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Survival of Mexico's long-dominant PRI in question

MEXICO CITY—A secretly recorded telephone conversation and a stumbling presidential campaign have Mexicans asking if the country's long-dominant Institutional Revolutionary Party finally may be headed to the grave.

All major opinion polls show the party, more commonly known by its Spanish initials PRI, a distant third in July's presidential elections. The same polls show the party losing seats in Congress, where its presence as the largest voting bloc allowed it to remain a power even after Vicente Fox became Mexico's first non-PRI president in 70 years.

Adding to the party's slippage is the recording of a prominent state governor celebrating his arrest of a journalist as a favor to a wealthy businessman who'd been linked to a man accused of running a child-sex ring. The tawdry affair reinforced public beliefs that PRI officials long have abused their powers.

The PRI had been synonymous with Mexican government since 1929. Fox's election in 2000 led many pundits prematurely to predict the party's demise. But the PRI still held a majority of governorships and its bloc in Congress thwarted Fox's every move at reform.

The last two months have brought a succession of scandals.

The PRI's presidential candidate, Roberto Madrazo, has been unable to explain the vast fortune he acquired, including apartments in the United States, while working as a low-paid public servant. Squabbles with union leaders have alienated a key PRI voter group.

Two opinion polls published this week show Madrazo a distant third in Mexico's three-man presidential race, anywhere from 9 to 14 points behind front-runner Andres Manuel Lopez Obrador, the former mayor of Mexico City.

Pollsters said the soundings had been consistent for months and that Madrazo's decline soon would reach a point of no return.

"Within six weeks we are within six weeks of the elections. And if the PRI remains 12 points behind (Lopez Obrador) it's a lost cause," said Pablo Levy, the operations director of Covarrubias y Asociados, a polling firm. "We are at the point of definition."

Keeping the PRI afloat has been made harder thanks to the man whom all of Mexico now calls "The Precious Gov."

That's how Madrazo ally Mario Marin, the governor of Puebla state, is referred to in a recorded phone conversation with textiles magnate Kamel Nacif. The two are congratulating each other for Marin's jailing of a journalist on slander charges.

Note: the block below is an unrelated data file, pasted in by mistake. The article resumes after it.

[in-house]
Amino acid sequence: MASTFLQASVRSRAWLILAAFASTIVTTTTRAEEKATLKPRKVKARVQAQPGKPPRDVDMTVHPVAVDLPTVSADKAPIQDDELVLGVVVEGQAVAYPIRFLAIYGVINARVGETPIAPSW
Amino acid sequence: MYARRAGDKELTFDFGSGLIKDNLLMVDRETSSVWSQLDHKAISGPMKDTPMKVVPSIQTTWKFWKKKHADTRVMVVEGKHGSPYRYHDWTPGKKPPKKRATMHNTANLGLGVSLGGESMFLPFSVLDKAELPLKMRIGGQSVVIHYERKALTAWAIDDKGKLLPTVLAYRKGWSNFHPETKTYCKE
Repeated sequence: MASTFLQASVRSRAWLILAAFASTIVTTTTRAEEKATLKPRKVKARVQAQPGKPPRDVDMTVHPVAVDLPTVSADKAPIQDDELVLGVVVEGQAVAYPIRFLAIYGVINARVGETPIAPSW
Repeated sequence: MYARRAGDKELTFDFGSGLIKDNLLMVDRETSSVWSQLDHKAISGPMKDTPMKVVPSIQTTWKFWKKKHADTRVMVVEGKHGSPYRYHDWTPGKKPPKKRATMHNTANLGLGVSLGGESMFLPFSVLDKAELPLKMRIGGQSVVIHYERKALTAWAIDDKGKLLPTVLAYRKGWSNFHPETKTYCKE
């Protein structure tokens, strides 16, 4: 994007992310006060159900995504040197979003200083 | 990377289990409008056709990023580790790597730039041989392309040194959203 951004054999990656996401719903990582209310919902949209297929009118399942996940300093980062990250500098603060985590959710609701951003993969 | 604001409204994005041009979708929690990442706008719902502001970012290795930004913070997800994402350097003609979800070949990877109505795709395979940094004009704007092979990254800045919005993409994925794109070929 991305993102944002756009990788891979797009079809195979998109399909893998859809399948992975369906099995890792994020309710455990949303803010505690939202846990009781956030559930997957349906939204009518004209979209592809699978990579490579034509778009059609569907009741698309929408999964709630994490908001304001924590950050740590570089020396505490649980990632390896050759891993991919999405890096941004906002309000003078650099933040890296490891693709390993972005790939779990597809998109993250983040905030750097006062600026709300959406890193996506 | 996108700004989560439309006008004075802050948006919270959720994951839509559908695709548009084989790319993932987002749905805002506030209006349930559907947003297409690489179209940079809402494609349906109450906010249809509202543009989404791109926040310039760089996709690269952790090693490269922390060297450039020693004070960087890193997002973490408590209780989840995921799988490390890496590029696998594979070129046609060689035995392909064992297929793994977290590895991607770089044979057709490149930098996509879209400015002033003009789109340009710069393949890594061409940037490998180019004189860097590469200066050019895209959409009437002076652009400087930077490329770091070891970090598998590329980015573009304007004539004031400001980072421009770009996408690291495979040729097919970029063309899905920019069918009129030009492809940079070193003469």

They began their taped exchange like this:

Marin: "What's up, Kamel?"

Nacif: "What's up, my precious gov?"

Marin: "My (expletive) hero!"

Nacif: "No, Papa, you're the hero of this movie."

The joke across Mexico now is to refer to the waiter, bartender or anyone on the other end of a phone line as "my precious."

The backdrop to their chat, made public on Valentine's Day, is far less funny. The tapes exposed Marin ordering his state prosecutor and judges to cross state lines and effectively kidnap a journalist who, in a book called "The Demons of Eden," linked Nacif to an alleged leader of a child-sex ring.

Cancun-based journalist Lydia Cacho's book used court records to detail a child-sex and pornography ring allegedly led by wealthy Cancun hotel owner Jean Thomas Succar Kuri. Succar Kuri was captured by the U.S. Marshals Service in Arizona on Feb. 5, 2004, after fleeing criminal charges in the Mexican state of Quintana Roo. He's fighting extradition.

The secretly recorded tapes, delivered anonymously to the newspaper La Jornada and later posted on the Web site of the newspaper El Universal, show Marin and Nacif talking openly about having Cacho arrested. It isn't clear who taped the conversation.

Marin doesn't deny that the voice is his, but says the conversation's content has been altered. Still, the release of the tape set off a firestorm.

Mexican Cardinal Norberto Rivera demanded during Mass on Sunday that "justice must be served" and the president of the influential Mexican Conference of Bishops, Jose Guadalupe Martin Rabago, said Monday that the foul-mouthed content of the tapes left him "nauseated" and that "they disgust me."

On Tuesday, Mexico's Congress voted to ask the nation's highest court to investigate whether Marin violated the journalist's rights.

For most Mexicans, the tape proved what they'd long suspected: that PRI officials bend the law for their own purposes.

"What stands out to me is that we now know more about how they do things. That's what gets my attention," said Cesar Ramirez, 35, an industrial designer in Mexico City. "All of society is enjoying this, but also suffering it, taking into account how" our system has worked.

The PRI often has been held in low esteem. It was accused of stealing the close 1988 presidential election with a mysterious computer crash and of covering up the campaign-trail murder of its sluggish presidential candidate Luis Donaldo Colosio in 1994. In 2000, it lost the presidency for the first time since 1929.

PRI partisans dismiss talk of the party's demise.

"They've said for 50 years that the PRI is going to be buried. Every election they announce our death and like a phoenix we rise and go forward," said Carlos Flores Rico, a PRI congressman from the border state of Tamaulipas.

But Francisco Abundis Luna, who runs the polling firm Parametria, thinks that midlevel PRI officials soon will abandon a sinking ship, defecting to Lopez Obrador's Democratic Revolutionary Party in hopes of obtaining posts in a Lopez Obrador government.

"It's difficult to announce the disappearance of the PRI," he said. "It will be possible to pronounce its defeat."

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(c) 2006, Knight Ridder/Tribune Information Services.

ARCHIVE PHOTOS on KRT Direct (from KRT Photo Service, 202-383-6099): Vicente Fox, Roberto Madrazo, Mario Marin, Andres Manuel Lopez Obrador

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